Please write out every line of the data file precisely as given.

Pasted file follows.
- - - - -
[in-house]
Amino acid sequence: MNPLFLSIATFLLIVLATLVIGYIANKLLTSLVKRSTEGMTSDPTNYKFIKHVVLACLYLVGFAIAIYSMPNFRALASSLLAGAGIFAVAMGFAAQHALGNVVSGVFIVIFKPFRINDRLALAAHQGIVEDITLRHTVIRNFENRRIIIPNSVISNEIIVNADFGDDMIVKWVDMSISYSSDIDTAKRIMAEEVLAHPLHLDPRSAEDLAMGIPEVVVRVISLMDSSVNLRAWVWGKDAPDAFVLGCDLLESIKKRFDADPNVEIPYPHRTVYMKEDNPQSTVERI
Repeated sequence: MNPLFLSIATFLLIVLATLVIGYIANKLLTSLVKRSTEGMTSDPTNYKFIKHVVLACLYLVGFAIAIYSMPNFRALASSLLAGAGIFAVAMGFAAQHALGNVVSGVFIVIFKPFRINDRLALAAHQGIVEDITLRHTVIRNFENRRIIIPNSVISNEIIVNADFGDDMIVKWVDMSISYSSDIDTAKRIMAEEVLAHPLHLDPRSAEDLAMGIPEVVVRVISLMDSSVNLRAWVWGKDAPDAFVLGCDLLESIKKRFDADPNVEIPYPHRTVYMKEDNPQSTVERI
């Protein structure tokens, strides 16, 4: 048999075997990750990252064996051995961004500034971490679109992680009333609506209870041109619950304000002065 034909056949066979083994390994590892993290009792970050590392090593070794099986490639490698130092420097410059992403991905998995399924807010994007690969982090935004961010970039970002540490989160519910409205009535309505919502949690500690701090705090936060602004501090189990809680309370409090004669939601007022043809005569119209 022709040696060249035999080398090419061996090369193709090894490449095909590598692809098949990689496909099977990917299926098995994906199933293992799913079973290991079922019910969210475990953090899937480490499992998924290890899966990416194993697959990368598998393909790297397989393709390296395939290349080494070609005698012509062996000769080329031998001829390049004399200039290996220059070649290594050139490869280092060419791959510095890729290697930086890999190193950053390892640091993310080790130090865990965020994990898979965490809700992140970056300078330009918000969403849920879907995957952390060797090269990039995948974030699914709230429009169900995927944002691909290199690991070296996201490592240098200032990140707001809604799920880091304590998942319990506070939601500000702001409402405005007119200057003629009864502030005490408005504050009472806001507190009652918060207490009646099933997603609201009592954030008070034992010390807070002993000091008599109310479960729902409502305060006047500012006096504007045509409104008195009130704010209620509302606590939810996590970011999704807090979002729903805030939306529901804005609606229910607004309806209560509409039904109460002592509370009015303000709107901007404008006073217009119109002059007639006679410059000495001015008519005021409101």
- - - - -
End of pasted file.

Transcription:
[in-house]
Amino acid sequence: MNPLFLSIATFLLIVLATLVIGYIANKLLTSLVKRSTEGMTSDPTNYKFIKHVVLACLYLVGFAIAIYSMPNFRALASSLLAGAGIFAVAMGFAAQHALGNVVSGVFIVIFKPFRINDRLALAAHQGIVEDITLRHTVIRNFENRRIIIPNSVISNEIIVNADFGDDMIVKWVDMSISYSSDIDTAKRIMAEEVLAHPLHLDPRSAEDLAMGIPEVVVRVISLMDSSVNLRAWVWGKDAPDAFVLGCDLLESIKKRFDADPNVEIPYPHRTVYMKEDNPQSTVERI
Repeated sequence: MNPLFLSIATFLLIVLATLVIGYIANKLLTSLVKRSTEGMTSDPTNYKFIKHVVLACLYLVGFAIAIYSMPNFRALASSLLAGAGIFAVAMGFAAQHALGNVVSGVFIVIFKPFRINDRLALAAHQGIVEDITLRHTVIRNFENRRIIIPNSVISNEIIVNADFGDDMIVKWVDMSISYSSDIDTAKRIMAEEVLAHPLHLDPRSAEDLAMGIPEVVVRVISLMDSSVNLRAWVWGKDAPDAFVLGCDLLESIKKRFDADPNVEIPYPHRTVYMKEDNPQSTVERI
């Protein structure tokens, strides 16, 4: 048999075997990750990252064996051995961004500034971490679109992680009333609506209870041109619950304000002065 034909056949066979083994390994590892993290009792970050590392090593070794099986490639490698130092420097410059992403991905998995399924807010994007690969982090935004961010970039970002540490989160519910409205009535309505919502949690500690701090705090936060602004501090189990809680309370409090004669939601007022043809005569119209 022709040696060249035999080398090419061996090369193709090894490449095909590598692809098949990689496909099977990917299926098995994906199933293992799913079973290991079922019910969210475990953090899937480490499992998924290890899966990416194993697959990368598998393909790297397989393709390296395939290349080494070609005698012509062996000769080329031998001829390049004399200039290996220059070649290594050139490869280092060419791959510095890729290697930086890999190193950053390892640091993310080790130090865990965020994990898979965490809700992140970056300078330009918000969403849920879907995957952390060797090269990039995948974030699914709230429009169900995927944002691909290199690991070296996201490592240098200032990140707001809604799920880091304590998942319990506070939601500000702001409402405005007119200057003629009864502030005490408005504050009472806001507190009652918060207490009646099933997603609201009592954030008070034992010390807070002993000091008599109310479960729902409502305060006047500012006096504007045509409104008195009130704010209620509302606590939810996590970011999704807090979002729903805030939306529901804005609606229910607004309806209560509409039904109460002592509370009015303000709107901007404008006073217009119109002059007639006679410059000495001015008519005021409101």